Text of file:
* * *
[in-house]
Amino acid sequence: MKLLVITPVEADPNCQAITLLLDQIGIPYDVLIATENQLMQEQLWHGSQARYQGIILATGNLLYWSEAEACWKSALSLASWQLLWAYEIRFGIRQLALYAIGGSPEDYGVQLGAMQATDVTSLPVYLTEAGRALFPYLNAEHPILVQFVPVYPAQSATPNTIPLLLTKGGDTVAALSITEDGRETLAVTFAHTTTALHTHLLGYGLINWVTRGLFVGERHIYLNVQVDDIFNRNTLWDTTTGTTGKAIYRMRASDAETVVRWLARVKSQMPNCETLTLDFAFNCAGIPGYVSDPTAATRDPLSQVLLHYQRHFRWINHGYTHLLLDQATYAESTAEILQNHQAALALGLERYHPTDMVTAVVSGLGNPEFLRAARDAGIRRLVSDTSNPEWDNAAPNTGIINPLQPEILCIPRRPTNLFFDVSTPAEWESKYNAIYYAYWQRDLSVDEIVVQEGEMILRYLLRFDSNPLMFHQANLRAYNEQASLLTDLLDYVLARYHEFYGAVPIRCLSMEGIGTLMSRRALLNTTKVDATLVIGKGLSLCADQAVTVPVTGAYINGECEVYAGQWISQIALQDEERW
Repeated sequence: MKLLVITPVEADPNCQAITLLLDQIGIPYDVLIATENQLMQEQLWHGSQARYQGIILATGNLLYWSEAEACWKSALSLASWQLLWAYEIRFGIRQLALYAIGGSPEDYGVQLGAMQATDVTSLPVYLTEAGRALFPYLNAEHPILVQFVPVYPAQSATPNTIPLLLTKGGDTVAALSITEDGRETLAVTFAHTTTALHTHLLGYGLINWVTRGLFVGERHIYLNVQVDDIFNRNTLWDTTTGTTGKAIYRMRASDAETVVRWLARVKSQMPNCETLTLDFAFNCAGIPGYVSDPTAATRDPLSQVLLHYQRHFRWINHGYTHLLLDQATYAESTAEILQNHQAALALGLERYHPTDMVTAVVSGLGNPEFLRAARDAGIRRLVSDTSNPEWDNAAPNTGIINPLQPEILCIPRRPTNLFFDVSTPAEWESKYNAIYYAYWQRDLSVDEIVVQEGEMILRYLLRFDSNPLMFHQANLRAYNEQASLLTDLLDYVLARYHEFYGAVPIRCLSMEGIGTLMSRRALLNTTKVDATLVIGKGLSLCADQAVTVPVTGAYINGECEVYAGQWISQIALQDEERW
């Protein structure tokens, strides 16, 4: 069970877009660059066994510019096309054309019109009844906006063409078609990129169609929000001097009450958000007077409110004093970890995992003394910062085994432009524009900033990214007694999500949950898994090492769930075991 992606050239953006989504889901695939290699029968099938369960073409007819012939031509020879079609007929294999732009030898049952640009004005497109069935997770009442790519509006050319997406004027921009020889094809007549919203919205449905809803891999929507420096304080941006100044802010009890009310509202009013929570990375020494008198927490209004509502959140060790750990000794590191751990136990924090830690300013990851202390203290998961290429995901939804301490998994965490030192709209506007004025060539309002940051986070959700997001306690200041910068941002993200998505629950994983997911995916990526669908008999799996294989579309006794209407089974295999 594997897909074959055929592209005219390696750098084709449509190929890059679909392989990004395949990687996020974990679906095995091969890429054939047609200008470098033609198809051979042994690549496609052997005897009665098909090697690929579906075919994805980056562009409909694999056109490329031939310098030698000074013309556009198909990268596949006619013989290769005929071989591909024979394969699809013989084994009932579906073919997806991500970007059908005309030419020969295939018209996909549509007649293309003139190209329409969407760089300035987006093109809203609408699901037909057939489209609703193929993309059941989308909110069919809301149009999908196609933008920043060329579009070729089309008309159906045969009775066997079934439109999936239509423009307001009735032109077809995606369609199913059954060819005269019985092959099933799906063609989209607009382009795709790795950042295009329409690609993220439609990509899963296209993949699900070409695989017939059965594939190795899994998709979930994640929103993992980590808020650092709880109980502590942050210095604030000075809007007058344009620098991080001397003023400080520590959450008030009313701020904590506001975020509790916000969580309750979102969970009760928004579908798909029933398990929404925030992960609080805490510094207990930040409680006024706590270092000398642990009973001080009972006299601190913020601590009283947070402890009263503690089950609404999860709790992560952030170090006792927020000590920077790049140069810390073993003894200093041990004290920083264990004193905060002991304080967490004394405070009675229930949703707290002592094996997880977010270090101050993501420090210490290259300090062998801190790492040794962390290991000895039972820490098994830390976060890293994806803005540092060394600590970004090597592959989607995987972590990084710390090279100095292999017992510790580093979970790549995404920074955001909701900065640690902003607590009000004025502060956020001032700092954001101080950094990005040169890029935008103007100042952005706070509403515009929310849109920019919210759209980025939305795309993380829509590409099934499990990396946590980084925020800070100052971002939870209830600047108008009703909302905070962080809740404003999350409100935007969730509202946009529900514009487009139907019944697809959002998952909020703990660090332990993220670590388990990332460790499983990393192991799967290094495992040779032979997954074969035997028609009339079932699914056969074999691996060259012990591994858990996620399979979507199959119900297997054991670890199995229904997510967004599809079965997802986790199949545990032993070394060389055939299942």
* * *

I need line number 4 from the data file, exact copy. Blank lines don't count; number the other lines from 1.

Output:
């Protein structure tokens, strides 16, 4: 069970877009660059066994510019096309054309019109009844906006063409078609990129169609929000001097009450958000007077409110004093970890995992003394910062085994432009524009900033990214007694999500949950898994090492769930075991 992606050239953006989504889901695939290699029968099938369960073409007819012939031509020879079609007929294999732009030898049952640009004005497109069935997770009442790519509006050319997406004027921009020889094809007549919203919205449905809803891999929507420096304080941006100044802010009890009310509202009013929570990375020494008198927490209004509502959140060790750990000794590191751990136990924090830690300013990851202390203290998961290429995901939804301490998994965490030192709209506007004025060539309002940051986070959700997001306690200041910068941002993200998505629950994983997911995916990526669908008999799996294989579309006794209407089974295999 594997897909074959055929592209005219390696750098084709449509190929890059679909392989990004395949990687996020974990679906095995091969890429054939047609200008470098033609198809051979042994690549496609052997005897009665098909090697690929579906075919994805980056562009409909694999056109490329031939310098030698000074013309556009198909990268596949006619013989290769005929071989591909024979394969699809013989084994009932579906073919997806991500970007059908005309030419020969295939018209996909549509007649293309003139190209329409969407760089300035987006093109809203609408699901037909057939489209609703193929993309059941989308909110069919809301149009999908196609933008920043060329579009070729089309008309159906045969009775066997079934439109999936239509423009307001009735032109077809995606369609199913059954060819005269019985092959099933799906063609989209607009382009795709790795950042295009329409690609993220439609990509899963296209993949699900070409695989017939059965594939190795899994998709979930994640929103993992980590808020650092709880109980502590942050210095604030000075809007007058344009620098991080001397003023400080520590959450008030009313701020904590506001975020509790916000969580309750979102969970009760928004579908798909029933398990929404925030992960609080805490510094207990930040409680006024706590270092000398642990009973001080009972006299601190913020601590009283947070402890009263503690089950609404999860709790992560952030170090006792927020000590920077790049140069810390073993003894200093041990004290920083264990004193905060002991304080967490004394405070009675229930949703707290002592094996997880977010270090101050993501420090210490290259300090062998801190790492040794962390290991000895039972820490098994830390976060890293994806803005540092060394600590970004090597592959989607995987972590990084710390090279100095292999017992510790580093979970790549995404920074955001909701900065640690902003607590009000004025502060956020001032700092954001101080950094990005040169890029935008103007100042952005706070509403515009929310849109920019919210759209980025939305795309993380829509590409099934499990990396946590980084925020800070100052971002939870209830600047108008009703909302905070962080809740404003999350409100935007969730509202946009529900514009487009139907019944697809959002998952909020703990660090332990993220670590388990990332460790499983990393192991799967290094495992040779032979997954074969035997028609009339079932699914056969074999691996060259012990591994858990996620399979979507199959119900297997054991670890199995229904997510967004599809079965997802986790199949545990032993070394060389055939299942």